A Tokyo court handed down prison terms for the American father and son accused of helping Nissan’s former chairman, Carlos Ghosn, escape to Lebanon while awaiting trial in Japan.
Michael Taylor was sentenced Monday to two years in prison, while his son Peter was sentenced to one year and eight months.
Both pleaded guilty last month to charges of aiding Mr Ghosn’s escape to Beirut, a development that was just as shocking as the November 2018 arrest of the auto executive for alleged financial crimes.
With Mr Ghosn out of reach – Lebanon doesn’t extradite its citizens – the pair has become a proxy for Mr Ghosn and his case. So has Greg Kelly, a former Nissan director who was detained on the same day as his boss and is facing trial in Japan. Mr Ghosn and Mr Kelly have denied allegations of understating the auto executive’s compensation.
After spending more than a year in Japan and free on bail, Mr Ghosn made his way to Osaka’s airport on December 29, 2019, by bullet train. From there, he was rolled on to a private jet that flew to Istanbul, where he switched planes and made his way to Beirut.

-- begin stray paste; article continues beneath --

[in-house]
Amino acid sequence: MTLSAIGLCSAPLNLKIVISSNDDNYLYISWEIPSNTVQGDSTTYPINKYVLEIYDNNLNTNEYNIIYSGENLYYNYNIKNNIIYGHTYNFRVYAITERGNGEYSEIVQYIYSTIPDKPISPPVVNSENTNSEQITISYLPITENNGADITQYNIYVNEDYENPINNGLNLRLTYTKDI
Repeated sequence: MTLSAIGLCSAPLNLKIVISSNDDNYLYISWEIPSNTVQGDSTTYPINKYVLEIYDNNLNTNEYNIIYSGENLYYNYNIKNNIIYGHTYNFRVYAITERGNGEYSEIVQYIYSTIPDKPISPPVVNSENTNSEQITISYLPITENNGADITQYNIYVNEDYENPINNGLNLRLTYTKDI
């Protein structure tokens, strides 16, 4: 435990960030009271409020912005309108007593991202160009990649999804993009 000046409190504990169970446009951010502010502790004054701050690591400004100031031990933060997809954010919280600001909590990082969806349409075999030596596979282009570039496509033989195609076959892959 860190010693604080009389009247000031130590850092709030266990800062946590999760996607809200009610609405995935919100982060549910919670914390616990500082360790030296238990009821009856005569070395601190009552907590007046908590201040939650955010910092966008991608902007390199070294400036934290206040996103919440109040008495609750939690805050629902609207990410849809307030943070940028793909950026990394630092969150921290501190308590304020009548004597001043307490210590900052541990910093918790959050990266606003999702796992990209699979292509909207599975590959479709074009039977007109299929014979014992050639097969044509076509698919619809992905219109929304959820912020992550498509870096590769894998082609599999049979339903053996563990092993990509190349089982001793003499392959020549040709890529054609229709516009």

The actions of the Taylors means the “the ability to go after the truth has been blocked”, Prosecutor Ryozo Kitajima argued on July 2. Mr Ghosn’s escape was “systematically” planned over the course of more than six months and while Michael led the operation, Peter’s role was also significant, he said. Prosecutors recommended a sentence of more than two years for each.
Defence lawyers for the Taylors, who were detained for about 10 months in the US before their extradition, pushed for a suspended sentence. Mr Ghosn was the one behind the scenes and did all the major planning, Keiji Isaji, an attorney for the Taylors, said in a prior hearing.
The Taylors have been embroiled in legal battles since helping Mr Ghosn escape. After fighting extradition charges, the pair were brought to Japan in March. The two were placed in solitary confinement in a detention centre as they attended trial at the Tokyo District Court.
The crime of harbouring or enabling the escape of a criminal carries a maximum sentence of three years in prison in Japan.
The duo apologised to prosecutors and Japan’s justice system in a hearing in late June. Helping Mr Ghosn flee was a mistake, they both said. Michael Taylor has never denied his involvement in Mr Ghosn’s escape, speaking in court about how he organised and carried out the brazen operation. Peter’s role is less clear.
Money used to pay for Mr Ghosn’s escape was transferred through Peter’s company and he met with the former auto executive several times in the months leading up to, and on the day of, the escape, according to prosecutors. But Peter testified in court last month that he didn’t know the details of when or how Mr Ghosn was planning to escape, and only learned of the former chairman’s flight via reports after the fact.